THE past fortnight has been turbulent for the relationship between the council and many charities and third-sector organisations in Glasgow. After a summer of uprising and new momentum for the Black Lives Matter campaign, it’s right that the need for anti-racist work in Scotland and Glasgow comes into sharper focus.

The Coalition for Racial Equality and Rights does amazing work in our city, including working in partnership with the council on the dream of a national museum of slavery, empire, migration and colonialism.

This kind of partnership is certainly valued in theory, but when it comes to the practical realities of funding pots it’s a different story. There are some things that we can’t afford to do without, like money and legal advice services, and key equalities work protecting the human rights of marginalised groups. CRER and other BAME-led organisations in our city do core anti-racist work. We must recognise there is going to be an ongoing need for this work – and therefore the need for long-term, sustainable funding is also a reality the council should accept.

There’s more we can and must do towards racial justice in Glasgow. We’ve seen improvements in the makeup of the council workforce after concerted efforts to remove recruitment barriers – there is so much more to be done though. Meeting the council target of 6% BAME workers by 2022 will require doubling current representation, and yet to match the city’s current population makeup it should be doubled again to around 12%.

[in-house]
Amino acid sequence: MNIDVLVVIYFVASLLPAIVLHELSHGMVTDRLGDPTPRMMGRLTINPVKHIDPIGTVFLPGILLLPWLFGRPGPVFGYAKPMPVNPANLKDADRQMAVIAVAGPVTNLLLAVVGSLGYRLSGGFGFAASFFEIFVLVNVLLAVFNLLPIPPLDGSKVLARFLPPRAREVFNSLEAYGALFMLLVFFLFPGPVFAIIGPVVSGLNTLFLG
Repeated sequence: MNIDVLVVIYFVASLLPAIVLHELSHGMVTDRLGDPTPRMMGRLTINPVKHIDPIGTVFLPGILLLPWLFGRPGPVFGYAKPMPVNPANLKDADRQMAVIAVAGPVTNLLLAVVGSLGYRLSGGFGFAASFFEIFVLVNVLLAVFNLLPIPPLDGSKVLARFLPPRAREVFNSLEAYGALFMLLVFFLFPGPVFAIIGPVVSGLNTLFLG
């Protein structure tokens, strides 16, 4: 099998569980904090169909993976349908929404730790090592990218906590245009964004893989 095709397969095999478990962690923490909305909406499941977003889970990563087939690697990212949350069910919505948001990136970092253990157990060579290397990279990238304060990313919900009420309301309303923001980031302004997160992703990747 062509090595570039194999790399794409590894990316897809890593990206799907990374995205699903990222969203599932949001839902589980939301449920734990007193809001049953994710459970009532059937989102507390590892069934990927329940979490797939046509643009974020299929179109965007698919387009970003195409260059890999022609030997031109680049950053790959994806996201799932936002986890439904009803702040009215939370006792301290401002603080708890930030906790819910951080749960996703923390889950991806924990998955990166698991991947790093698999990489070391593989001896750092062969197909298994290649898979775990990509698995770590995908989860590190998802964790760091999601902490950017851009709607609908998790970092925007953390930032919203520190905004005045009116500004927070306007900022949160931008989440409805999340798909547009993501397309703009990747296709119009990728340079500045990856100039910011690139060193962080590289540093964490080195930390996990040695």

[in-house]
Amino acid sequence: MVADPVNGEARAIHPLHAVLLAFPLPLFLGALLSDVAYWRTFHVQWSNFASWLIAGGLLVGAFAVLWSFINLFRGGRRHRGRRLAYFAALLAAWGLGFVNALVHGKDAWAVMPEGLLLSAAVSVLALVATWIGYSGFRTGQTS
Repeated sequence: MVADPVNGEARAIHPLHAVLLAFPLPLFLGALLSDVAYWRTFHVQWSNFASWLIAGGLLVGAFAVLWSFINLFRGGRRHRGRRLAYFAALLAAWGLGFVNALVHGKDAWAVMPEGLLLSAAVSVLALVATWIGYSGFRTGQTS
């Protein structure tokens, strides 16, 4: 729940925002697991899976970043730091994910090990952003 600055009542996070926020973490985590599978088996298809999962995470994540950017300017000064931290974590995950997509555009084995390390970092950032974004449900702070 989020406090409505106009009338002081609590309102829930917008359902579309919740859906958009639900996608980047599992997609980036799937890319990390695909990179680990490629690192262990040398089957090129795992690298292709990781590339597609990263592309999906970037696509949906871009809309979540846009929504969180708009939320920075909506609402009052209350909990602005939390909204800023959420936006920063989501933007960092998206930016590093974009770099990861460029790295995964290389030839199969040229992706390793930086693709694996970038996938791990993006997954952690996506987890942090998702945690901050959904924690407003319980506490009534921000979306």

One of the key areas to improve is the number of BAME teachers. Black young people, who may be one of only a handful of BAME kids in their year, can go through their entire school career without ever having a black teacher. In the same way that teenage girls often feel more comfortable talking about periods with women teachers, black and minority ethnic young people deserve teachers who will understand where they are coming from.

There is a very real need for support. A 2005 study in Scotland found racism was seen as a feature of daily life for BAME school students, who also often felt their teachers would not understand their experience or be able to help.

Nothing has changed – this summer saw an outburst of pain from black current and former pupils of Scottish schools sharing their experience of racist bullying. Their stories were utterly harrowing, and what was striking was the number of incidents in full view of teachers.

We must assume this is also happening in Glasgow schools, and take action to protect these young people and give them a safe learning environment. We need mandatory recording of racist incidents and prejudice-based bullying. We need comprehensive anti-racist training for teachers, which includes young people’s lived experiences. And we need to believe young people when they are brave enough to come forward, and then work with them for real cultural change. That’s how we work for a fairer, safer Glasgow for all of us.